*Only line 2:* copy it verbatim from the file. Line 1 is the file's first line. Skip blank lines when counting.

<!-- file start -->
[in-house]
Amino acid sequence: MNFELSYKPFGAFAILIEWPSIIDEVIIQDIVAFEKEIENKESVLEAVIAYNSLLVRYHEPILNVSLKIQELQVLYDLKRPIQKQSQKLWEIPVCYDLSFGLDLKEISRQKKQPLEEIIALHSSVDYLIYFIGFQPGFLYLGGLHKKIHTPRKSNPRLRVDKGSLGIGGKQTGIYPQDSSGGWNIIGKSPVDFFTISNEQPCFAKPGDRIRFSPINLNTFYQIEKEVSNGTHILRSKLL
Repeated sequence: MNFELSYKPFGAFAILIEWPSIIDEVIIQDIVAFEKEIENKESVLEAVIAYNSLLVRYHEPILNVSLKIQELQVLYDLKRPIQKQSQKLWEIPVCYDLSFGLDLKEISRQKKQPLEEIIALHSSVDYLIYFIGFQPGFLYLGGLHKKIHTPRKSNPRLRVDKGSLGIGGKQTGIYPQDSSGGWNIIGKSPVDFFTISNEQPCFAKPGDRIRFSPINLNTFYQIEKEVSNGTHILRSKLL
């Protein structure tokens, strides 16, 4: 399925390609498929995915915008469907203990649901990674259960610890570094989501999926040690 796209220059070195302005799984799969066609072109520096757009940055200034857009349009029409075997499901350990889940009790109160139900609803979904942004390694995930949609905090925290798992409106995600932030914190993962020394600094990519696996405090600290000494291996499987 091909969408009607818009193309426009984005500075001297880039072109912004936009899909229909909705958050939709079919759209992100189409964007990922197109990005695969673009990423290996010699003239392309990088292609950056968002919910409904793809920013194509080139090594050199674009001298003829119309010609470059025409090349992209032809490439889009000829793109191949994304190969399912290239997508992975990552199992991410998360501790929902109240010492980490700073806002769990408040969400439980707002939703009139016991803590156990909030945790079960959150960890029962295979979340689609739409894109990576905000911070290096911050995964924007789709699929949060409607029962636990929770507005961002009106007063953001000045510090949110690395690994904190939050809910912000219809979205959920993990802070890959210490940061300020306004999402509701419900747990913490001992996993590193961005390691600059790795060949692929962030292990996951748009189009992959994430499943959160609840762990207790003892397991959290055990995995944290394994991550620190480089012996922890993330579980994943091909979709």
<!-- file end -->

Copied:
Amino acid sequence: MNFELSYKPFGAFAILIEWPSIIDEVIIQDIVAFEKEIENKESVLEAVIAYNSLLVRYHEPILNVSLKIQELQVLYDLKRPIQKQSQKLWEIPVCYDLSFGLDLKEISRQKKQPLEEIIALHSSVDYLIYFIGFQPGFLYLGGLHKKIHTPRKSNPRLRVDKGSLGIGGKQTGIYPQDSSGGWNIIGKSPVDFFTISNEQPCFAKPGDRIRFSPINLNTFYQIEKEVSNGTHILRSKLL